It shouldn’t be complicated to build a new animal shelter. In 2002 the voters of Berkeley passed Measure I, the bond measure to fund the construction of a new shelter. Finding an appropriate site has been far harder than persuading the voters of the validity of this cause.
And if you listen to the city management, plans for the new shelter at 1 Bolivar are proceeding quite nicely, thank you very much. Demolition of the boarded-up building at the site, originally scheduled for last April, may start soon; joint plans with the Parks Department for the “touchdown plaza” at the base of the pedestrian bridge over I-80 are currently on hold because of a lack of state funding, but hey, don’t worry; and the bids for the new shelter construction are due to come in any week now.
A great team of architects, faced with a site which is, to put it mildly, restrictive, have produced a design that most agree is better than what we currently have. But that’s not a high bar to cross. When people involved with the project say “we’ll manage” when talking about the flaws of the site and facility even before ground has broken, you know that something is wrong. At what point in a public project is it too late to stop and say “what are we doing?”
Built in the 1950s, Berkeley’s city animal shelter is a squat cinderblock building on Second Street, with two rows of dog concrete kennels, the chain-link fencing stained over years with the saliva and piss of thousands of dogs, and with a drainage gutter running the length of the 60 kennels down which the detritus of a night of confinement runs into an inadequate drainage system which, after a heavy rain coughs the brown muck back into the kennel area.
Built originally to just hold animals before being killed, it has no medical treatment room; the laundry room does duty as the euthanasia room; the volunteer training room is the staff kitchen; and the tiny lobby is often packed with people trying to adopt an animal, looking for a lost pet, paying for a license, or having a heated argument with an animal control officer over the legitimacy of a citation. A man with a crate of newborn kittens jostles a woman who has found a dog abandoned in the park; a 50-pound dog meets another by accident as one dog is walked in and one dog out at the same unfortunate time. In the noisy kennels, families are enthusiastically searching for their new companion, while volunteers are walking dogs past their eager and sometimes kennel-crazy cell mates whose bodies slam up against the chain-link fencing as a cacophony of barking reaches crescendo again and again.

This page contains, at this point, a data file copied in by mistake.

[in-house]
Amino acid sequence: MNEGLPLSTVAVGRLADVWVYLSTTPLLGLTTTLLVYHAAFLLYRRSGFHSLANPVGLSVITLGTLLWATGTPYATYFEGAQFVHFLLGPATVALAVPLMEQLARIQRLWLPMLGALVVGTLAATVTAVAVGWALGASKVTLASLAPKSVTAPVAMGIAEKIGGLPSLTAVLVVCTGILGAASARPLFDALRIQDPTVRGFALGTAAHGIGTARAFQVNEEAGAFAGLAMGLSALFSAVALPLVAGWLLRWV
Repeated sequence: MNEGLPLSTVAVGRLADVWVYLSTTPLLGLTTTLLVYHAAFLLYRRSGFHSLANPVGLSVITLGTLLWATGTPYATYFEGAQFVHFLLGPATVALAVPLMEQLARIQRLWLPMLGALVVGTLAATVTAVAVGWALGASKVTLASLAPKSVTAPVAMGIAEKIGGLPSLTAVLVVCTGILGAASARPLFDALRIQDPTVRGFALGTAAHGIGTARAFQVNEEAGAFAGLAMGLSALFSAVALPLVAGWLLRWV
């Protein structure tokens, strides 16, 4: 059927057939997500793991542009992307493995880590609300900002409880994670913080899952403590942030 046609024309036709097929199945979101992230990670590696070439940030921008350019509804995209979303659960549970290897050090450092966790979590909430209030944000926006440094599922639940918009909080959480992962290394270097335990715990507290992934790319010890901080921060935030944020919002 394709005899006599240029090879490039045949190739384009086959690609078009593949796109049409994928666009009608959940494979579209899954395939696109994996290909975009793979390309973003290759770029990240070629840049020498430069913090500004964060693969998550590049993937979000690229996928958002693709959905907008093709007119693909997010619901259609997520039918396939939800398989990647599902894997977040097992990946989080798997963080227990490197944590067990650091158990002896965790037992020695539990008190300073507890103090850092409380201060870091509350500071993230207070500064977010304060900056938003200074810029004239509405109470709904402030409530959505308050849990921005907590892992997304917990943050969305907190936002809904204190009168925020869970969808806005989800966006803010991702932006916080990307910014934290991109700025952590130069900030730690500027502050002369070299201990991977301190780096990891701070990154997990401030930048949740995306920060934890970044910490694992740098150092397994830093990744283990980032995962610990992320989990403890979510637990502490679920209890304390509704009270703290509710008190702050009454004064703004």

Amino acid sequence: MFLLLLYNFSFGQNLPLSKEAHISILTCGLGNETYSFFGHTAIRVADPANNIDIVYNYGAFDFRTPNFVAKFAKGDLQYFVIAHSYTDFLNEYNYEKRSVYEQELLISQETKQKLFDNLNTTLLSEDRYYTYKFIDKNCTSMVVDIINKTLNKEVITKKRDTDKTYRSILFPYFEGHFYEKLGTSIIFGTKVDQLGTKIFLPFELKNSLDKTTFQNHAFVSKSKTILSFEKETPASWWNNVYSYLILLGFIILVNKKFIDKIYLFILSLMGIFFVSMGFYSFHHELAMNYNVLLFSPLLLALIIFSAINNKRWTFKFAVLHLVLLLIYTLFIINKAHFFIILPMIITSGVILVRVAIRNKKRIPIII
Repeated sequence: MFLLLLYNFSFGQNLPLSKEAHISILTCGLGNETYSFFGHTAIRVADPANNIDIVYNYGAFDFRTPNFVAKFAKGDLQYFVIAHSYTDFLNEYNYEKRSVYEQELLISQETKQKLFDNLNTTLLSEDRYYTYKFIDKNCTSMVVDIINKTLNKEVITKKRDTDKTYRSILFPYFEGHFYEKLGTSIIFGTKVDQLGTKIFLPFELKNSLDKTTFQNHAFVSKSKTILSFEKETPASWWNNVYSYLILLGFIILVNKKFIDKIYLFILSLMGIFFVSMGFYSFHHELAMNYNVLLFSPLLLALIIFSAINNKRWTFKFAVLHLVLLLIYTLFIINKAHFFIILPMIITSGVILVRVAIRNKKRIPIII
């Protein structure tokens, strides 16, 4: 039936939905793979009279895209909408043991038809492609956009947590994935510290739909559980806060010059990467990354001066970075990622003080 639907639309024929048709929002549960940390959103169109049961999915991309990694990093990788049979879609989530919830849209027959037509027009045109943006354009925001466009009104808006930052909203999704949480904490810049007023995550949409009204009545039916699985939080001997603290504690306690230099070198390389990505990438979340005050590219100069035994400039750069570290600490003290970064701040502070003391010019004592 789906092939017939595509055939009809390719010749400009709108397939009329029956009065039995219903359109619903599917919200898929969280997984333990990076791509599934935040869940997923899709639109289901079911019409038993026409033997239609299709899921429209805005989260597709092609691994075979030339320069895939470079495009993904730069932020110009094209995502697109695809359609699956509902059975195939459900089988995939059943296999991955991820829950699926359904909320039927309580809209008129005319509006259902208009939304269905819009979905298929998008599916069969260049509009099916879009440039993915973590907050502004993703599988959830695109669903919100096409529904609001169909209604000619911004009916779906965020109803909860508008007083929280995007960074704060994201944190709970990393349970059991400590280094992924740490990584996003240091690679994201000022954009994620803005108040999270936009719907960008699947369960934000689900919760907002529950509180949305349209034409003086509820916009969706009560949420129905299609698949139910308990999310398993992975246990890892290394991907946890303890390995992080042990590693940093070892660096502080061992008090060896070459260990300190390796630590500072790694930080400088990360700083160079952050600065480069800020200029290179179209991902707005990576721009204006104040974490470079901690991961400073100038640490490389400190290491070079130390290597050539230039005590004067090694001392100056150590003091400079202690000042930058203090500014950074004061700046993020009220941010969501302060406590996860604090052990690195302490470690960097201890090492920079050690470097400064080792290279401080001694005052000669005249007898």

The cat room is tiny, with disease control impossible if a sudden virus were to appear. Once full, and when the overflow hut is filled with shy cats, or mama cats and their newborn offspring, frantic phone calls are made to animal rescue groups and the decision about which to kill causes staff the kind of distress you hope an animal shelter staff does feel when faced with these options.
But the building was just the symbolic and visible festering boil on the policies and philosophies of the past. Evidence of the old oven, long unused, where the dead bodies were cremated is still visible today on a blackened ceiling. Just over 10 years ago, 1,350 dogs and cats (60 percent of intake) were killed at the Police Department–run Berkeley Shelter in one year. It was, in the words of an employee, “Berkeley’s dirty little secret.” Eleven years ago a group of us marched into Mayor Shirley Dean’s office and said “what the hell are you all thinking?” I looked across the table at Police Chief Dash Butler and said “The police shouldn’t be running an animal shelter,” and to his credit, he said “I agree.”